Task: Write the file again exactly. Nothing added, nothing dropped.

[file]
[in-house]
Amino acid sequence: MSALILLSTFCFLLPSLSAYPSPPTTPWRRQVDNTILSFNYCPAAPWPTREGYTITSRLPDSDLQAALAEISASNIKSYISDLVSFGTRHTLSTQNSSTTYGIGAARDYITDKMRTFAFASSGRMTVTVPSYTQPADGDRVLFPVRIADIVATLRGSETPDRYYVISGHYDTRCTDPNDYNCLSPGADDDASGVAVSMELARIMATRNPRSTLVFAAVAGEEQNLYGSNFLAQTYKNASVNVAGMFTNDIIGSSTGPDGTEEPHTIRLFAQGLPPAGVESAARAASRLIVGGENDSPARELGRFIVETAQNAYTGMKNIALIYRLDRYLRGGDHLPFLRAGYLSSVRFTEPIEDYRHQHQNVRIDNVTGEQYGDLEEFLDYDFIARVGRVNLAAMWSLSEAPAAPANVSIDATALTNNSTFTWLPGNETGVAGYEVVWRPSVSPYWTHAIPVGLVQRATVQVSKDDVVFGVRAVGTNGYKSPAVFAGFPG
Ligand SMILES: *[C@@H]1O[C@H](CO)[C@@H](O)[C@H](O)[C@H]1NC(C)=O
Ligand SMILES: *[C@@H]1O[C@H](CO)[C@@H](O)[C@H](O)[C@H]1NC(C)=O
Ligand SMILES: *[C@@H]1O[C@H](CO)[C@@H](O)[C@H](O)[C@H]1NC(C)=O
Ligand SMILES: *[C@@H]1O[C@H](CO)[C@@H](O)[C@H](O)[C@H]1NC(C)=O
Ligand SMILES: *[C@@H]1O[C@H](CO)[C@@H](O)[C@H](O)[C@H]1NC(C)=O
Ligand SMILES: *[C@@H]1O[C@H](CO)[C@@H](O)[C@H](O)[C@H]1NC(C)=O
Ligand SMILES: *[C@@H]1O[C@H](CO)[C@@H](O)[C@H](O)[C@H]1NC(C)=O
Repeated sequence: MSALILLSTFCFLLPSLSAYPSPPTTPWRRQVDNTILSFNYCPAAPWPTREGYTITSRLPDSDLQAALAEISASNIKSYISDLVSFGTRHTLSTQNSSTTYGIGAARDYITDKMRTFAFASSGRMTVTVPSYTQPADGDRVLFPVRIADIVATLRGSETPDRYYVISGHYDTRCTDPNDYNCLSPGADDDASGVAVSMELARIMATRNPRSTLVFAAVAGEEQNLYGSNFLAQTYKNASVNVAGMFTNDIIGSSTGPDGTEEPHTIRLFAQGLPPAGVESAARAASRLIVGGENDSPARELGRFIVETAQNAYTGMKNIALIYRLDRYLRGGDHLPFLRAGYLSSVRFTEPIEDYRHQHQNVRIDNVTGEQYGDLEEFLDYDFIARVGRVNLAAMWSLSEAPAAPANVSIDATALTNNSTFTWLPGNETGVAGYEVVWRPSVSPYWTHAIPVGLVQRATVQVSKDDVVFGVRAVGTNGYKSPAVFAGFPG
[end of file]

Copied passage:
[in-house]
Amino acid sequence: MSALILLSTFCFLLPSLSAYPSPPTTPWRRQVDNTILSFNYCPAAPWPTREGYTITSRLPDSDLQAALAEISASNIKSYISDLVSFGTRHTLSTQNSSTTYGIGAARDYITDKMRTFAFASSGRMTVTVPSYTQPADGDRVLFPVRIADIVATLRGSETPDRYYVISGHYDTRCTDPNDYNCLSPGADDDASGVAVSMELARIMATRNPRSTLVFAAVAGEEQNLYGSNFLAQTYKNASVNVAGMFTNDIIGSSTGPDGTEEPHTIRLFAQGLPPAGVESAARAASRLIVGGENDSPARELGRFIVETAQNAYTGMKNIALIYRLDRYLRGGDHLPFLRAGYLSSVRFTEPIEDYRHQHQNVRIDNVTGEQYGDLEEFLDYDFIARVGRVNLAAMWSLSEAPAAPANVSIDATALTNNSTFTWLPGNETGVAGYEVVWRPSVSPYWTHAIPVGLVQRATVQVSKDDVVFGVRAVGTNGYKSPAVFAGFPG
Ligand SMILES: *[C@@H]1O[C@H](CO)[C@@H](O)[C@H](O)[C@H]1NC(C)=O
Ligand SMILES: *[C@@H]1O[C@H](CO)[C@@H](O)[C@H](O)[C@H]1NC(C)=O
Ligand SMILES: *[C@@H]1O[C@H](CO)[C@@H](O)[C@H](O)[C@H]1NC(C)=O
Ligand SMILES: *[C@@H]1O[C@H](CO)[C@@H](O)[C@H](O)[C@H]1NC(C)=O
Ligand SMILES: *[C@@H]1O[C@H](CO)[C@@H](O)[C@H](O)[C@H]1NC(C)=O
Ligand SMILES: *[C@@H]1O[C@H](CO)[C@@H](O)[C@H](O)[C@H]1NC(C)=O
Ligand SMILES: *[C@@H]1O[C@H](CO)[C@@H](O)[C@H](O)[C@H]1NC(C)=O
Repeated sequence: MSALILLSTFCFLLPSLSAYPSPPTTPWRRQVDNTILSFNYCPAAPWPTREGYTITSRLPDSDLQAALAEISASNIKSYISDLVSFGTRHTLSTQNSSTTYGIGAARDYITDKMRTFAFASSGRMTVTVPSYTQPADGDRVLFPVRIADIVATLRGSETPDRYYVISGHYDTRCTDPNDYNCLSPGADDDASGVAVSMELARIMATRNPRSTLVFAAVAGEEQNLYGSNFLAQTYKNASVNVAGMFTNDIIGSSTGPDGTEEPHTIRLFAQGLPPAGVESAARAASRLIVGGENDSPARELGRFIVETAQNAYTGMKNIALIYRLDRYLRGGDHLPFLRAGYLSSVRFTEPIEDYRHQHQNVRIDNVTGEQYGDLEEFLDYDFIARVGRVNLAAMWSLSEAPAAPANVSIDATALTNNSTFTWLPGNETGVAGYEVVWRPSVSPYWTHAIPVGLVQRATVQVSKDDVVFGVRAVGTNGYKSPAVFAGFPG